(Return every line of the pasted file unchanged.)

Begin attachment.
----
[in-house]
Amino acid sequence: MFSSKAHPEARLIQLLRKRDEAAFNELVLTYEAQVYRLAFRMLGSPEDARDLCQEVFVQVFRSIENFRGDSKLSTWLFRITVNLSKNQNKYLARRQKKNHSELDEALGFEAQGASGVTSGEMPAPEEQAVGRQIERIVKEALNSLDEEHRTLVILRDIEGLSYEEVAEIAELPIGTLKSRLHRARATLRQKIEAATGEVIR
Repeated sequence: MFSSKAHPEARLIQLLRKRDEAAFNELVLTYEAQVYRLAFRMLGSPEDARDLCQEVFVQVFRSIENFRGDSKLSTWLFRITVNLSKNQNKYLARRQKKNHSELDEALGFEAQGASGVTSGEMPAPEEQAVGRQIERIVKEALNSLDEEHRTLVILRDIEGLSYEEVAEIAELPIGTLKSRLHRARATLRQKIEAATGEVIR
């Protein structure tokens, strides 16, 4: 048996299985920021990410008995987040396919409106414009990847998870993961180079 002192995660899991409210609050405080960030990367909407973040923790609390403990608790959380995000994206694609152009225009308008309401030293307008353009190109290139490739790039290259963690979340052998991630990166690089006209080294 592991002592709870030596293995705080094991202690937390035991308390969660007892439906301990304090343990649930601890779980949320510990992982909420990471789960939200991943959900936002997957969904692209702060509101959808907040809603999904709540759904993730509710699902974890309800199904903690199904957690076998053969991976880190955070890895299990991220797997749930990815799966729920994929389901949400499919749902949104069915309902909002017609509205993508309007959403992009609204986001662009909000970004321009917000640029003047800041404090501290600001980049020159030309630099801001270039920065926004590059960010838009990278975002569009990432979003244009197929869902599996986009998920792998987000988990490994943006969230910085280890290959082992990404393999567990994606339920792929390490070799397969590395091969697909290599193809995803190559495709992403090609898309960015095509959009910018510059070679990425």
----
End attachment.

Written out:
[in-house]
Amino acid sequence: MFSSKAHPEARLIQLLRKRDEAAFNELVLTYEAQVYRLAFRMLGSPEDARDLCQEVFVQVFRSIENFRGDSKLSTWLFRITVNLSKNQNKYLARRQKKNHSELDEALGFEAQGASGVTSGEMPAPEEQAVGRQIERIVKEALNSLDEEHRTLVILRDIEGLSYEEVAEIAELPIGTLKSRLHRARATLRQKIEAATGEVIR
Repeated sequence: MFSSKAHPEARLIQLLRKRDEAAFNELVLTYEAQVYRLAFRMLGSPEDARDLCQEVFVQVFRSIENFRGDSKLSTWLFRITVNLSKNQNKYLARRQKKNHSELDEALGFEAQGASGVTSGEMPAPEEQAVGRQIERIVKEALNSLDEEHRTLVILRDIEGLSYEEVAEIAELPIGTLKSRLHRARATLRQKIEAATGEVIR
């Protein structure tokens, strides 16, 4: 048996299985920021990410008995987040396919409106414009990847998870993961180079 002192995660899991409210609050405080960030990367909407973040923790609390403990608790959380995000994206694609152009225009308008309401030293307008353009190109290139490739790039290259963690979340052998991630990166690089006209080294 592991002592709870030596293995705080094991202690937390035991308390969660007892439906301990304090343990649930601890779980949320510990992982909420990471789960939200991943959900936002997957969904692209702060509101959808907040809603999904709540759904993730509710699902974890309800199904903690199904957690076998053969991976880190955070890895299990991220797997749930990815799966729920994929389901949400499919749902949104069915309902909002017609509205993508309007959403992009609204986001662009909000970004321009917000640029003047800041404090501290600001980049020159030309630099801001270039920065926004590059960010838009990278975002569009990432979003244009197929869902599996986009998920792998987000988990490994943006969230910085280890290959082992990404393999567990994606339920792929390490070799397969590395091969697909290599193809995803190559495709992403090609898309960015095509959009910018510059070679990425």